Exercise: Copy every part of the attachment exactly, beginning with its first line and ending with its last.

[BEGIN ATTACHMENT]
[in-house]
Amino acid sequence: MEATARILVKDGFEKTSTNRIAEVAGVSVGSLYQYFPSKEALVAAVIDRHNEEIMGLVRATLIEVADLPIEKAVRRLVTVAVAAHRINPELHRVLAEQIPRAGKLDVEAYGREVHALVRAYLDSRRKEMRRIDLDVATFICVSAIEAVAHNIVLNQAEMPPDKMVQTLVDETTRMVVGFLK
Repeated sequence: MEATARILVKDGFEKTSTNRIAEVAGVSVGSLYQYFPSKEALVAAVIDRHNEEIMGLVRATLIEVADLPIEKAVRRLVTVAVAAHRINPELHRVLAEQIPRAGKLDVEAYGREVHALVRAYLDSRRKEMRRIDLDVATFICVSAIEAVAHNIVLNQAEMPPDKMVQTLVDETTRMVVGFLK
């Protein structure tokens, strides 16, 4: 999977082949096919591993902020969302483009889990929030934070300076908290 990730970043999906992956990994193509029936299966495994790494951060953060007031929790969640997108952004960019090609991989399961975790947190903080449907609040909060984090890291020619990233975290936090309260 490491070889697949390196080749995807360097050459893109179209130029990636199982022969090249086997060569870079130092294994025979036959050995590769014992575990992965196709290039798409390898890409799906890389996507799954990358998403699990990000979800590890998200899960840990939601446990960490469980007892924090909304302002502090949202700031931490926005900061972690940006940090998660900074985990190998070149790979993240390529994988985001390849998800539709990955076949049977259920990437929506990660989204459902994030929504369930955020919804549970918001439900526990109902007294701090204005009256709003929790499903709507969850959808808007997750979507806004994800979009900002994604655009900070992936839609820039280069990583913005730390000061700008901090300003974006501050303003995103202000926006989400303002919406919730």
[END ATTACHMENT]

[in-house]
Amino acid sequence: MEATARILVKDGFEKTSTNRIAEVAGVSVGSLYQYFPSKEALVAAVIDRHNEEIMGLVRATLIEVADLPIEKAVRRLVTVAVAAHRINPELHRVLAEQIPRAGKLDVEAYGREVHALVRAYLDSRRKEMRRIDLDVATFICVSAIEAVAHNIVLNQAEMPPDKMVQTLVDETTRMVVGFLK
Repeated sequence: MEATARILVKDGFEKTSTNRIAEVAGVSVGSLYQYFPSKEALVAAVIDRHNEEIMGLVRATLIEVADLPIEKAVRRLVTVAVAAHRINPELHRVLAEQIPRAGKLDVEAYGREVHALVRAYLDSRRKEMRRIDLDVATFICVSAIEAVAHNIVLNQAEMPPDKMVQTLVDETTRMVVGFLK
């Protein structure tokens, strides 16, 4: 999977082949096919591993902020969302483009889990929030934070300076908290 990730970043999906992956990994193509029936299966495994790494951060953060007031929790969640997108952004960019090609991989399961975790947190903080449907609040909060984090890291020619990233975290936090309260 490491070889697949390196080749995807360097050459893109179209130029990636199982022969090249086997060569870079130092294994025979036959050995590769014992575990992965196709290039798409390898890409799906890389996507799954990358998403699990990000979800590890998200899960840990939601446990960490469980007892924090909304302002502090949202700031931490926005900061972690940006940090998660900074985990190998070149790979993240390529994988985001390849998800539709990955076949049977259920990437929506990660989204459902994030929504369930955020919804549970918001439900526990109902007294701090204005009256709003929790499903709507969850959808808007997750979507806004994800979009900002994604655009900070992936839609820039280069990583913005730390000061700008901090300003974006501050303003995103202000926006989400303002919406919730």